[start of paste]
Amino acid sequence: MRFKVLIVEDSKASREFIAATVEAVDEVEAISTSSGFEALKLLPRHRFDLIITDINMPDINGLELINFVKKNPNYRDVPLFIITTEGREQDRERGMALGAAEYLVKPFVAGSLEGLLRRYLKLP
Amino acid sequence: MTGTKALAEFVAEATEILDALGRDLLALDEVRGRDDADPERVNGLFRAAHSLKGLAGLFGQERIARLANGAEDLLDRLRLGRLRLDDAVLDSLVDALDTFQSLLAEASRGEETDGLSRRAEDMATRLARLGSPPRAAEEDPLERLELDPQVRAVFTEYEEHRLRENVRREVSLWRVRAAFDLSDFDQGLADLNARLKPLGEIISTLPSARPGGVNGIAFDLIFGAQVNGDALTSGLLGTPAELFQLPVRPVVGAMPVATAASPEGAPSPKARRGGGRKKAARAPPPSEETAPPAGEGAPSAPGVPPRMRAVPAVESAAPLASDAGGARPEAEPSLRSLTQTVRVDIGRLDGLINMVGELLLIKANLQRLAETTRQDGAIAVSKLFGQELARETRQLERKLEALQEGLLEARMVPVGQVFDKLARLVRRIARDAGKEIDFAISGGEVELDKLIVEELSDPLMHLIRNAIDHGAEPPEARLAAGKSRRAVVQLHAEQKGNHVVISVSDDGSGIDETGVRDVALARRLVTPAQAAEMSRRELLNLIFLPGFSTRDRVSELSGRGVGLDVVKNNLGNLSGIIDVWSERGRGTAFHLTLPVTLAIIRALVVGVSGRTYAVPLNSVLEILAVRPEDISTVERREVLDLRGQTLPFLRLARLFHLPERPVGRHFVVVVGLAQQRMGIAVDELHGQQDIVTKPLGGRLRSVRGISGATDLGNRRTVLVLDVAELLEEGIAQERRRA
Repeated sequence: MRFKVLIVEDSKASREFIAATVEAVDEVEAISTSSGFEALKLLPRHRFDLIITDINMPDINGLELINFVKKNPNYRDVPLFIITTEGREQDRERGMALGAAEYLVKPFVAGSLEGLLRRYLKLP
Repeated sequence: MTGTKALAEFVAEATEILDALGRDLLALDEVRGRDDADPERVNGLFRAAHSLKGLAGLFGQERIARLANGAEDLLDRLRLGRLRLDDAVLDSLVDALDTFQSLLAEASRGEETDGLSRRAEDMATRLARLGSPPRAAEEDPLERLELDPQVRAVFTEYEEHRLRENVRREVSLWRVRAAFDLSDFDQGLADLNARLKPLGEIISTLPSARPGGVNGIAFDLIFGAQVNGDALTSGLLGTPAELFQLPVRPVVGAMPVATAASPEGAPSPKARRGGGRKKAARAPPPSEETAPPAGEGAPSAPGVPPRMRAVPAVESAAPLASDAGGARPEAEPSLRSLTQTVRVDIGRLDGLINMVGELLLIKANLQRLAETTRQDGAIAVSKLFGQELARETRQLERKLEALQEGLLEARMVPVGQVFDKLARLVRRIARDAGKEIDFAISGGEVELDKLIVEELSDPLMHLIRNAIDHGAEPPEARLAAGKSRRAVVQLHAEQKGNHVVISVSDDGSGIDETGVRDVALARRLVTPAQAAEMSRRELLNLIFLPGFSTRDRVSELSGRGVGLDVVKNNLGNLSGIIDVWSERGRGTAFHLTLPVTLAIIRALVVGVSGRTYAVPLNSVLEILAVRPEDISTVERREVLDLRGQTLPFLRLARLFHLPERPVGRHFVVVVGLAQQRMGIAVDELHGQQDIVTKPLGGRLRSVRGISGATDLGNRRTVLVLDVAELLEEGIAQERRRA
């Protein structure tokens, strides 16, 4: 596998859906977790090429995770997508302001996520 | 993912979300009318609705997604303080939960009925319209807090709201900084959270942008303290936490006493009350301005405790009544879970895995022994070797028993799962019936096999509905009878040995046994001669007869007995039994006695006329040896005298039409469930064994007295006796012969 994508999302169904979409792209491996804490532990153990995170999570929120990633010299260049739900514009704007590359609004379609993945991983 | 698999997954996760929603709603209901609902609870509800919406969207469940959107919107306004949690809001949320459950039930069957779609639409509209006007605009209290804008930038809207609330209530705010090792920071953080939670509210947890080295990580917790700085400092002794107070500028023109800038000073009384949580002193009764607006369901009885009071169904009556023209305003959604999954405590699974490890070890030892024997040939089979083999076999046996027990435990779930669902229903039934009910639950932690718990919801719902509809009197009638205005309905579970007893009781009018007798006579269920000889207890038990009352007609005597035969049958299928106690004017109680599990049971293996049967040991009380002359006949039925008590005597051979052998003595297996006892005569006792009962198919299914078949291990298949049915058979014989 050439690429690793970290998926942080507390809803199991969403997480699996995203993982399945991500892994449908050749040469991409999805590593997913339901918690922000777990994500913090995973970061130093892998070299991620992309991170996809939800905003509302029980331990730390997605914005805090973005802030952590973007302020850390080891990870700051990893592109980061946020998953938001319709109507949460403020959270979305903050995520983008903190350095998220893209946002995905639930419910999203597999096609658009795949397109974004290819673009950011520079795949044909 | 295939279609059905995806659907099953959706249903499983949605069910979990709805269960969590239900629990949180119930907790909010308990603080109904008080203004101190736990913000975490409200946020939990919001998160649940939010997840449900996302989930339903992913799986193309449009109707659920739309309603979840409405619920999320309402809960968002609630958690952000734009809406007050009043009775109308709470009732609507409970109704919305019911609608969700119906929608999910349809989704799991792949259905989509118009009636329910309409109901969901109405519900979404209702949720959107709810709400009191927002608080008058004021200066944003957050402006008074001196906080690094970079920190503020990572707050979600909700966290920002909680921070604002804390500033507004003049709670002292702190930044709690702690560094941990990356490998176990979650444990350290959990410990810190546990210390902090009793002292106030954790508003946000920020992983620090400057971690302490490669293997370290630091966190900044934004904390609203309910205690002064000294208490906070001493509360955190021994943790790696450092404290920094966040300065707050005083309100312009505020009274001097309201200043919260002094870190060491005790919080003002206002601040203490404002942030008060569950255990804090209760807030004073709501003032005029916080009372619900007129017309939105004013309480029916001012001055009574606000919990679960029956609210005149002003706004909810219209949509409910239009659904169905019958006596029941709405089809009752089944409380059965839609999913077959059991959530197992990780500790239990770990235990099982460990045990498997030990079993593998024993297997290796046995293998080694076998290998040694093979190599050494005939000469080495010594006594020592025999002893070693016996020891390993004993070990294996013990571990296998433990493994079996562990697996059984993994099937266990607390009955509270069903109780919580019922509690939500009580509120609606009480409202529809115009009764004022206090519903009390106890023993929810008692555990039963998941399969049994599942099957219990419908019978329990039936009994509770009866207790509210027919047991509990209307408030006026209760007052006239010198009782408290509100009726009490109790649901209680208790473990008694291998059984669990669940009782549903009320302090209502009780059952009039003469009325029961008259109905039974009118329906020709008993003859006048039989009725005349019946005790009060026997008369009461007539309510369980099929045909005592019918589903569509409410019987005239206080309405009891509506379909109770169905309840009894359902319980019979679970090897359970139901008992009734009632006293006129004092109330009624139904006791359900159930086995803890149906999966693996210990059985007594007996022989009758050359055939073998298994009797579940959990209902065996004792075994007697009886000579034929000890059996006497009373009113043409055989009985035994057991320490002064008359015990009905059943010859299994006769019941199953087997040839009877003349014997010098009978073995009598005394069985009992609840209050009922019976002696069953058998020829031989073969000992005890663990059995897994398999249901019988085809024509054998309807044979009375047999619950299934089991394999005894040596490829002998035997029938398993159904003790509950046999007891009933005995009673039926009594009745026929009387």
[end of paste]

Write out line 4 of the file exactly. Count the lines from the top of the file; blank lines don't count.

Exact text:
Repeated sequence: MTGTKALAEFVAEATEILDALGRDLLALDEVRGRDDADPERVNGLFRAAHSLKGLAGLFGQERIARLANGAEDLLDRLRLGRLRLDDAVLDSLVDALDTFQSLLAEASRGEETDGLSRRAEDMATRLARLGSPPRAAEEDPLERLELDPQVRAVFTEYEEHRLRENVRREVSLWRVRAAFDLSDFDQGLADLNARLKPLGEIISTLPSARPGGVNGIAFDLIFGAQVNGDALTSGLLGTPAELFQLPVRPVVGAMPVATAASPEGAPSPKARRGGGRKKAARAPPPSEETAPPAGEGAPSAPGVPPRMRAVPAVESAAPLASDAGGARPEAEPSLRSLTQTVRVDIGRLDGLINMVGELLLIKANLQRLAETTRQDGAIAVSKLFGQELARETRQLERKLEALQEGLLEARMVPVGQVFDKLARLVRRIARDAGKEIDFAISGGEVELDKLIVEELSDPLMHLIRNAIDHGAEPPEARLAAGKSRRAVVQLHAEQKGNHVVISVSDDGSGIDETGVRDVALARRLVTPAQAAEMSRRELLNLIFLPGFSTRDRVSELSGRGVGLDVVKNNLGNLSGIIDVWSERGRGTAFHLTLPVTLAIIRALVVGVSGRTYAVPLNSVLEILAVRPEDISTVERREVLDLRGQTLPFLRLARLFHLPERPVGRHFVVVVGLAQQRMGIAVDELHGQQDIVTKPLGGRLRSVRGISGATDLGNRRTVLVLDVAELLEEGIAQERRRA